Never before has the Easter period been so intimately woven with loss and deep sadness for us. At Easter last year (from when most of the attached photos were taken), as we participated in the RCH Good Friday Appeal, we also embarked on our crowdfunding campaign to get Ned to Seattle for a new clinical trial treatment. We harboured such uncertainty, concern, dread in realising the urgency and necessity of our expensive decision, especially when we realised that our lengthy application to our government’s overseas treatment program would be denied due to conflict of interest. But then we were fuelled by hope. Hope in the form of covered finances to give Ned a lifeline. And after initial shock that Ned’s leukaemia had mutated and proliferated so rapidly in the interim, followed by despair that he might not get back home, that very Seattle treatment bought us 10 months of precious time.
What a difference a year makes. There was always hope that we could cling to - hope that the next results would show improvement, that the treatment would work, that a miracle would occur…
And they did; the hope was not unsubstantiated - with every shocking result or symptom showing the almost-unparalleled, insidious nature of Ned’s leukaemia, and its ensuing palliative discussions, a miraculous turn of events would then follow, stunning even our medical teams. Whilst we’d confronted devastation and despair time and time again, there was always a tiny glimmer of possibility.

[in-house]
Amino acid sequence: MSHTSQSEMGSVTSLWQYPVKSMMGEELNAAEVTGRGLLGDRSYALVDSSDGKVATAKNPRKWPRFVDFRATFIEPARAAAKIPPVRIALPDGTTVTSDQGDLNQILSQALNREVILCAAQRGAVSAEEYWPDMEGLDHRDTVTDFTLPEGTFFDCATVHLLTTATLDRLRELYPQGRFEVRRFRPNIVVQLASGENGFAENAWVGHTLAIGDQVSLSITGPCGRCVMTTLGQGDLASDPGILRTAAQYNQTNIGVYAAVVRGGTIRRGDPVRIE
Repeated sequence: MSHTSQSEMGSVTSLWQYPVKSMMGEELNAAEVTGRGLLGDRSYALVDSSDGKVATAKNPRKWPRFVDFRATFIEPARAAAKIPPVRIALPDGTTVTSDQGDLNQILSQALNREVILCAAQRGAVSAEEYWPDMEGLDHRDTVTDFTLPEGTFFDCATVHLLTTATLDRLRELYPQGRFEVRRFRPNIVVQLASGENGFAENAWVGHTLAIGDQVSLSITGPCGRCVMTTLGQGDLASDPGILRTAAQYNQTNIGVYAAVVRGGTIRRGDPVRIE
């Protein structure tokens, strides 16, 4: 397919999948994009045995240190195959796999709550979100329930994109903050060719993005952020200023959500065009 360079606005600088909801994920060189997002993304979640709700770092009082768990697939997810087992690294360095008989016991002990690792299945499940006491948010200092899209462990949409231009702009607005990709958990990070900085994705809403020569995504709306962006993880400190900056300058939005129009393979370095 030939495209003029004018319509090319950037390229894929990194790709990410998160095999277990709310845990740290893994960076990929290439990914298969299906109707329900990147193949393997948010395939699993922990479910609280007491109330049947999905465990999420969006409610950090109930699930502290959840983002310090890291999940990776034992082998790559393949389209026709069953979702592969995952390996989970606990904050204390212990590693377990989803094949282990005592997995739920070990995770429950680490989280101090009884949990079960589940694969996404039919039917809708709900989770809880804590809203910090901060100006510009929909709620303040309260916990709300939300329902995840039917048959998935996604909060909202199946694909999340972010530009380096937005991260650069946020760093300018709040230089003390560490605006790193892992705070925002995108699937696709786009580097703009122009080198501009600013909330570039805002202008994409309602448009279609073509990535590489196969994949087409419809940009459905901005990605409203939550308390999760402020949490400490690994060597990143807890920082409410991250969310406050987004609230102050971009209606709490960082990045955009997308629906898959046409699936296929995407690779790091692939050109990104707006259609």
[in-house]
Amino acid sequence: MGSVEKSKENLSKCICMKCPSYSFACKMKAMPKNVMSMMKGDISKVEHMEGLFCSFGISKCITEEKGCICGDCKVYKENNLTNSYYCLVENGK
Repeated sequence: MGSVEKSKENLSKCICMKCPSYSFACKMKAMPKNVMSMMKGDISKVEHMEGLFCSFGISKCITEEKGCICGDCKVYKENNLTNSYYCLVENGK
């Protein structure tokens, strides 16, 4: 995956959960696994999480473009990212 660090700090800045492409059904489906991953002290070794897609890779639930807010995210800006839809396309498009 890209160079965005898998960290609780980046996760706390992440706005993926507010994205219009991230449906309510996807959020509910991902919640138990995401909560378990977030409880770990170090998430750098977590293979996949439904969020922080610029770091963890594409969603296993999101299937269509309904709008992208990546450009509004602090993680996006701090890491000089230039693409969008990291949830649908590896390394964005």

Now, though, when waking to our new reality every morning is so very painful, when time as a family feels so bizarrely empty, when we feel consumed by convulsions of sorrow and angry tears flood our souls for all Ned’s suffering, his unrealised potential, our family’s brokenness; when death is so final, where then is hope?
“For God so loved the world that He gave His one and only Son, that whoever believes in Him shall not perish but have eternal life” John 3:16
There have been so many questions put to me about how we could possibly have faith despite our trials and bereavement. But we don’t just cling to God’s existence and sacrifice just because it makes us feel better about Ned’s death. We don’t just say our prayers because it makes the answers we give to our kids less painful. We actually don’t know the answers. But our questions and tormented path don’t negate God’s existence. They don’t negate the historians’ and eyewitness accounts of Jesus’ torture, death and the empty tomb. They don’t negate our experience of His guidance and peace through such dark tunnels, though I railed against Him. They don’t negate God’s remarkable act to demonstrate His love for us by sending His son to restore our broken relationship with Him, despite our actions, so that we can have life beyond our earthly existence. And it is this knowledge that has carried us through the most harrowing of turmoils, through the unanswered questions; it has filled us with a peace far beyond any clean bill of health or positive bone marrow result.
Though the parameters of our physical lives have been governed by cancer for so many years, our Life is defined by faith and hope. Hope that there is life beyond the grave, that death is not final. And today, as we have celebrated Jesus’ resurrection, it seems apt that I articulate how we have purpose and hope, despite our grief, for we know that we will certainly see our son and brother, our beloved Ned, again.
(For those who would like a link to the recording of the funeral service: https://vimeo.com/329538224)